[GERMANY-ARGENTINA: Reaction] Mario Goetze came into the World Cup as one of Germany's stars, but he found himself on the bench for the last three matches of the World Cup. When he came on late in regulation of Sunday's final against Argentina, his coach, Joachim Loew, told him to go out and decide the World Cup, which he did, becoming the first sub to score the winning goal in the history of World Cup finals.
"I said to Mario Goetze," said Loew afterwards, "'OK,
show to the world that you're better than Messi and you can decide the World Cup. You have all the possibilities to do that.' I had a good feeling with him."
Loew watched as Goetze
chested down the centering pass from Andre Schuerrle and blasted it past Argentine goalie Sergio Romero for the 1-0
The goal came in the 113rd minute, three minutes before Andres Iniesta's goal four years ago gave Spain a 1-0 win over the Netherlands.
Sunday's game was the fifth final decided in overtime. (Two other finals were decided on penalty kicks.)
"I don't know how to describe it," Goetze said. "You just shoot that goal in, you
don't really know what's happening."
World Cup Finals, Goals by Substitutes:
PLAYER, TEAM, SCORE, OPPONENT
Dick Nanninga, Netherlands, 1-3, Argentina (1978)
Alessandro Altobelli, Italy, 3-1, vs. West Germany, (1982)
Rudi Voeller, West Germany, 2-3 vs. Argentina (1986)
Mario Goetze, Germany, 1-0 vs. Argentina (2014)
Germany's title was the culmination of a decade-long effort to restructure the national team program. One of the architects of Germany's revival was Jurgen
Klinsmann, who coached Germany to third place at the 2006 World Cup and now coaches the U.S. national team.
"In 2004, German soccer was down," said Lowe, Klinsmann's assistant in
2006. "We took decisive steps. We said, 'We have to invest more in the education so we are technically better. Just having the German virtue is not enough.'"
Loew paid credit to Klinsmann
for his work.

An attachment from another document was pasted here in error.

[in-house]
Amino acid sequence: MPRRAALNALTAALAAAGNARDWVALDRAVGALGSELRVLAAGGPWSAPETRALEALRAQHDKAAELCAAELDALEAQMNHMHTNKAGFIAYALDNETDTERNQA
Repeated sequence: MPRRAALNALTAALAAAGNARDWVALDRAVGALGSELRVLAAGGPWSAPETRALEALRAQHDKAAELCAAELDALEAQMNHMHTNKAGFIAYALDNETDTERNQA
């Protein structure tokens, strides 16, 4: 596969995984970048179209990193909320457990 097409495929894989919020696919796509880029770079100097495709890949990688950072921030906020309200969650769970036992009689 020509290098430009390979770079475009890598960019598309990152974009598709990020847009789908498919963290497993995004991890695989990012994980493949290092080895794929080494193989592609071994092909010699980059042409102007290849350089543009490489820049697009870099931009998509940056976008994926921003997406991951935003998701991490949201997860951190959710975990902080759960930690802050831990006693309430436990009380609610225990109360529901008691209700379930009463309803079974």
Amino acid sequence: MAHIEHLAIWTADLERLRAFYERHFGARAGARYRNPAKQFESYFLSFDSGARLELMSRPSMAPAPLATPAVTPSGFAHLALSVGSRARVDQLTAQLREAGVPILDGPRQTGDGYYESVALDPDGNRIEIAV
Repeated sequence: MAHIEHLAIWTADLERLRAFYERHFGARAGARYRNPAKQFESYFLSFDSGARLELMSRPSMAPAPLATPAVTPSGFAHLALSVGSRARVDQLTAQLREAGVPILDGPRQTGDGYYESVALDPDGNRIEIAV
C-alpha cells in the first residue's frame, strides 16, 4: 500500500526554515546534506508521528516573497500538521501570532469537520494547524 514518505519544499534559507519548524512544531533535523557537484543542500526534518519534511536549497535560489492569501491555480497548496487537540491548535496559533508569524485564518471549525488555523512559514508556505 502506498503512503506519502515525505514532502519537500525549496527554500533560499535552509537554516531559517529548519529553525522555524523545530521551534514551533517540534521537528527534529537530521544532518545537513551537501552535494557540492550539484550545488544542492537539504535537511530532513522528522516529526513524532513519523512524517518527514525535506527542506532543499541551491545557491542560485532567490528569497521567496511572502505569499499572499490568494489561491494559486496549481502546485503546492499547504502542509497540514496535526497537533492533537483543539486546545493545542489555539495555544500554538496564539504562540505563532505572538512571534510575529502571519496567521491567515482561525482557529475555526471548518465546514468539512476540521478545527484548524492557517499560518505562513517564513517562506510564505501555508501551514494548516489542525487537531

"We've been together for 55 days," he said, "[but] we started this project 10 years ago and this is the result of that work, beginning with Jurgen Klinsmann. Though the
years, we were able to increase our performances and make progress. We believed it."
Four Germans -- Philipp Lahm, Miroslav Klose, Bastian Schweinsteiger and Per Mertesacker -- played on Sunday and
played in 2006 when Klinsmann's team beat Argentina in a shootout in the quarterfinals. They were among nine Germans who played on Sunday after taking part in the 4-0 win over Argentina four years ago
in the quarterfinals.
That kind of experience made Germany a title contender in 2014 and will make it the favorite in 2018 in Russia. Goetze, at 22, was the youngest of seven Germans who
played in the final and will still be under 30 four years from now.
22 Mario Goetze
23 Christoph Kramer
23 Andre Schuerrle
24 Toni Kroos
24 Thomas Mueller
25 Mats Hummels
25 Jerome Boateng
There was a consolation prize for Lionel Messi after Argentina's 1-0 loss to Germany. He was awarded the adidas Golden Ball as the World Cup's best player,
somewhat surprising after two quiet performances in the semifinals and final. But it was an individual award that meant little to him.
"It is great pain," Messi said. "We played something
important, the country was watching and we wanted to give them this happiness, for them and for us. For me personally, I lived moments of great sadness with the national team and this was the chance
to change that. It is a pity not to go home with the cup, but we go home with our heads high."
Argentina's fourth-place finish was its best since 1990 when it finished second to West
Germany, losing, also, 1-0, in the final.
MARADONA'S LAMENT. Messi will always be compared to Diego Maradona,
who was on the Argentine team in 1990, four years after leading the Albiceleste to its second World Cup title in Mexico City.
"Argentina deserved at least to go to penalty kicks," said
Maradona, the Argentina coach four years ago, of Sunday's final. He said the match turned on Gonzalo Higuain's miss in the first half when he had a breakaway
but fired his shot wide. "If we put the Higuain goal in," he said, "I think that we would be celebrating. Germany was not overwhelming."
SUB. One of the surprising moves of the final was Argentine coach Alejandro Sabella's decision to take Ezequiel Lavezzi
off at the half for Sergio Aguero, who had been injured and missed most of the knockout stage.
"Lavezzi was playing well, but we wanted to
be more attacking," said Sabella. The move backfired as Aguero, who is Maradona's son-in-law, contributed little in contrast to Lavezzi, who gave the Germans trouble down the right wing.
Even Maradona questioned the move. "I still wonder why the change," he said. "If Lavezzi was playing phenomenonally, I do not want to change anything."
13 in Rio de Janeiro
Germany 1 Argentina 0 (OT). Goal: Goetze 113.
Germany -- Neuer; Lahm, Hummels,
Boateng, Hoewedes; Kramer (Schuerrle, 31), Schweinsteiger, Kroos, Ozil (Mertesacker, 120), Mueller; Klose (Goetze, 88).
Argentina -- Romero; Zabaleta,
Demichelis, Garay, Rojo; Biglia, Mascherano, Perez (Gago, 86); Lavezzi (Aguero, 46), Higuain (Palacio, 78), Messi.
Referee: Nicola Rizzoli (Italy).